The Kresge Foundation is looking for Detroit-based nonprofits – from block clubs to community development corporations – to share at least $1.5 million dollars for projects that improve the quality of life in neighborhoods in 2020.
The funding comes from Kresge Innovative Projects: Detroit (KIP:D), which, since 2015, has awarded 99 grants totaling $10.4 million across for projects from repurposing of vacant lots for creative green uses to the renovation of vacant buildings as community assets to modifying streets and sidewalks for greater walkability.
Grants of up to $35,000 are available for planning and up to $150,000 for the implementation of projects that engage residents and reflect the foundation’s priorities.
A category of grants introduced this year makes awards of $20,000 available for smaller organizations that want assistance to assess neighborhood needs, brainstorm possibilities and develop materials for a future KIP:D application.
“There are so many unsung heroes that have been working as block club captains, leading our community development organizations, working as volunteers in various groups and projects,” said Wendy Lewis Jackson, managing director of Kresge’s Detroit Program. “We want to make sure they have the resources to not only keep doing what they’re doing but to take their work to the next level.
“KIP:D began on the premise that Detroiters and their organizations have actionable ideas to improve the places they live, work and play,” Jackson added. “What was needed was a systematic way of inviting, evaluating and supporting those plans. Each round of proposals has taught us more about needs across the city and has revealed neighborhood-level ideas for addressing them. KIP: D is one of our most important tools to make sure the city’s revitalization reaches neighborhoods.”
The four pillars of the program that KIP:D’s funding and technical assistance goes to are:
- Take place within the city and are led by a Detroit-based nonprofit organization.
- Demonstrate a transformative impact.
- Fulfill the Detroit Future City strategic framework and advance neighborhood priorities.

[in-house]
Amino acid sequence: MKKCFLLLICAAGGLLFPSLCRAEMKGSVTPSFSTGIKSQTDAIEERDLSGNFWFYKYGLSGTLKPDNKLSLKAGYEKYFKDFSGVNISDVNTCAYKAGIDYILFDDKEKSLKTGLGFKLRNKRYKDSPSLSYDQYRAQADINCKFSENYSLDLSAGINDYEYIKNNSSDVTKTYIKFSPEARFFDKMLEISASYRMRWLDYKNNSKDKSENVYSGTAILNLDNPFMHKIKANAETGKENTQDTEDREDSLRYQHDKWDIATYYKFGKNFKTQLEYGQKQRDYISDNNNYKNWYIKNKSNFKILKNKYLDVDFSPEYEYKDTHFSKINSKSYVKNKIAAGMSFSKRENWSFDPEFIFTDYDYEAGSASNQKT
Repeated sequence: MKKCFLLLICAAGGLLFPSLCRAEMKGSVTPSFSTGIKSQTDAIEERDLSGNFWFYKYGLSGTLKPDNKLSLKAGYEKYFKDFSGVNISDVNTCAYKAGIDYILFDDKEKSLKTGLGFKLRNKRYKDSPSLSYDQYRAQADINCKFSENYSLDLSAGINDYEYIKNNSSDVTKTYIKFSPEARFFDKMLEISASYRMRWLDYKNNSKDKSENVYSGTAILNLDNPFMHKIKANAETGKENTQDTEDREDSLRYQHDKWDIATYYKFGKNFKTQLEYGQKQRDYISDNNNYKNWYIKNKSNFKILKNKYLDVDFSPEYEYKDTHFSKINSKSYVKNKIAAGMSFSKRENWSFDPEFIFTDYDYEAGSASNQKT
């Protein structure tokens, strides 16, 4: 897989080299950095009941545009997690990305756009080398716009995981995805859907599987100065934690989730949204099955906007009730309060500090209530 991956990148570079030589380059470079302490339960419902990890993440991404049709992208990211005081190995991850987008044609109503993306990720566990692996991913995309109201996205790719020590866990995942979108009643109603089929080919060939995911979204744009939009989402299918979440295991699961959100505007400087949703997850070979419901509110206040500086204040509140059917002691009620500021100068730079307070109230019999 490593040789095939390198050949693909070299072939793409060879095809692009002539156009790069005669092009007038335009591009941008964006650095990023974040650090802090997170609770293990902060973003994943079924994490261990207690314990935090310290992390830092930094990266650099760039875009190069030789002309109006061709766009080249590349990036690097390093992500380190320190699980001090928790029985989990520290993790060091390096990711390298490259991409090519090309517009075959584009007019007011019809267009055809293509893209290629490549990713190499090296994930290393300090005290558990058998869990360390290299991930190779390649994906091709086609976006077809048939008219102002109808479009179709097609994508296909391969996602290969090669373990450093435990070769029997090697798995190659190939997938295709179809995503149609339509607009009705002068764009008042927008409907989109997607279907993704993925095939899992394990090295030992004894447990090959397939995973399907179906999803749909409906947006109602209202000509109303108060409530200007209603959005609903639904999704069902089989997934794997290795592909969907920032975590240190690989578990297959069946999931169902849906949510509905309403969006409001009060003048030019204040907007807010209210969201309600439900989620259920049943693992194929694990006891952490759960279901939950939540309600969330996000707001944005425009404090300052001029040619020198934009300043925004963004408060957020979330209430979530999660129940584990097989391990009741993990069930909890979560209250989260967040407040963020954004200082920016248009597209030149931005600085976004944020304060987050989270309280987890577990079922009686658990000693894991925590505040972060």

- Use inclusive, collaborative processes for design, development and implementation
- Extend benefits to a broad set of stakeholders and community residents.
- Will be completed in 12-18 months from the date of the grant award.
Jackson pointed to the example of the Eden Gardens Block Clubon Detroit’s east side, which received $150,000 earlier this year to rehab a vacant neighborhood house as a center for training in literacy and life and work skills. It’s being called the Stair Steps to Change Home, said block club president Karen Knox. The KIP:D grant follows a smaller grant through MCR for the kind of brainstorming and needs assessment that’s now available through applying to KIP:D.
“This was a hallelujah moment. It broke the glass ceiling, so we can keep improving the community,” Knox said of the KIP:D grant. She said the block club has about 20 core members with many more supporting its various activities. Through the KIP:D grant, an architect has worked on plans to renovate the buildings for the activities already identified. The block club members have cleaned the building and spruced up the yard and applied for zoning approvals to proceed with their plans. That work has already been enough to have the building pulled from the city’s demolition list. “We saved the building,” Knox said.
Before KIP:D, Jackson pointed out, there was no mechanism for reaching organizations like Eden Gardens, which was one of 163 organizations that responded to the prior KIP:D application round, and one of 25 organizations that shared in $2.4 million. That was the largest total funding for a cohort of grantees in the history of KIP:D.
Of the 25 grants announced earlier this year, nearly 20 percent, including the Eden Gardens grant, went to organizations with annual budgets of less than $100,000, Jackson added.
Applications to KIP:D are open through Dec. 6, although interested organizations must register and create an account through Kresge’s online FLUXX system by Nov. 22. Applications can only be made through FLUXX.
As part of the foundation’s effort to make KIP:D more accessible to a broader array of organizations, the application process was streamlined last year. Grants will be announced in May 2020.
Kresge also has made support and assistance available fromMichigan Community Resources (MCR)to help grantees in the process. MCR has as its mission to support Michigan nonprofit organizations that serve low-income individuals and communities through pro bono and low cost legal and other services, organization development and other guidance assistance. MCR convenes KIP:D grantee cohorts to share lessons, attend workshops, engage in city-wide dialogue as well as increase grantee awareness of additional funding opportunities.
As part of the application process, Michigan Community Resources is holding open office hours for one-on-one assistance for any interested organization.
|Appointments are on a first-come-first-served basis on these dates at these locations:
· Thursday, Nov. 7, 2 p.m. to 6 p.m. at St. Stephen AME Church (6000 John E Hunter St)
· Thursday, Nov. 14, 11 a.m. to 3 p.m. at Marygrove College (8425 McNichols Rd)
· Wednesday, Nov. 2, 1 to 5 p.m. at Knapp Branch Library (13330 Conant St)
· Tuesday, Dec. 3, 11 a.m. to 3 p.m. at Redford Branch Library (21200 Grand River Ave)